Adam McGee of Boston Review Recommends...

In response to the question, “What are you looking for?” every editor has at some point told an aspirant, “Surprise me!” We’re not trying to be dismissive—it’s just a harder question than people realize. Aesthetic choices are notoriously hard to quantify, and often editors are under competing demands (to appease their bosses, to give readers a new experience), such that articulating something as abstract as what you would wish to see can be paralyzing.

A way of thinking that helps me out of this dilemma—and which makes it feel far less arbitrary—is to see our magazine as an ongoing conversation. At Boston Review’s Arts in Society project, we decided to be direct about the kinds of things we’re interested in: We want work that models how the arts can speak to a wide set of concerns about politics, identity, racial and economic injustice, a rapidly degrading planet, and so on. General-interest literary journals are often slightly harder to peg, but I think an astute reader can still identify a set of animating concerns, whether it’s formal innovation, musicality, particular themes, a literary movement, or the relation between the private and social.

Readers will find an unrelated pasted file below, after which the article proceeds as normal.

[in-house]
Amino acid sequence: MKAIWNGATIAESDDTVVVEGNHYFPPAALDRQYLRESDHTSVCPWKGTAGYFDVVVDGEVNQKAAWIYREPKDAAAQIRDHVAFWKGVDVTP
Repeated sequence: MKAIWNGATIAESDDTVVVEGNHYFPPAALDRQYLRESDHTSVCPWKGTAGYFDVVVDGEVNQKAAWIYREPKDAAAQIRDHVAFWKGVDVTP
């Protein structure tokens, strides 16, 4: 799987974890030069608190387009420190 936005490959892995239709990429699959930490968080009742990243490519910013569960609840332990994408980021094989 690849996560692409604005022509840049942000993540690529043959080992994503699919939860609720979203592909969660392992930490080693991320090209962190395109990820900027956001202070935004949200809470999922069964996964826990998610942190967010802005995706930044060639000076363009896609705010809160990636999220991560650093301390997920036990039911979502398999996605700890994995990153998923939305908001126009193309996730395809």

This insight can be of great help to writers who are trying to place their work. When composing your cover letter, rather than writing something generic about your qualifications, say something about what you perceive to be the conversation the editors are having, and how your work advances it.

Writers who can articulate this grab my attention much more than those who do not, and I’m more likely to engage with them, even if it’s to say, “This isn’t right for us, but tell me about what else you’re doing.” It isn’t necessarily publication, but it’s a victory of another kind, a moment of genuine engagement around your work. I think in the end we all want to feel more as though we’re part of a literary community of readers and writers, and that goes for editors, too. Show us that you take our work and our interests seriously, and we are likelier to do the same.

Adam McGee, managing editor and arts editor, Boston Review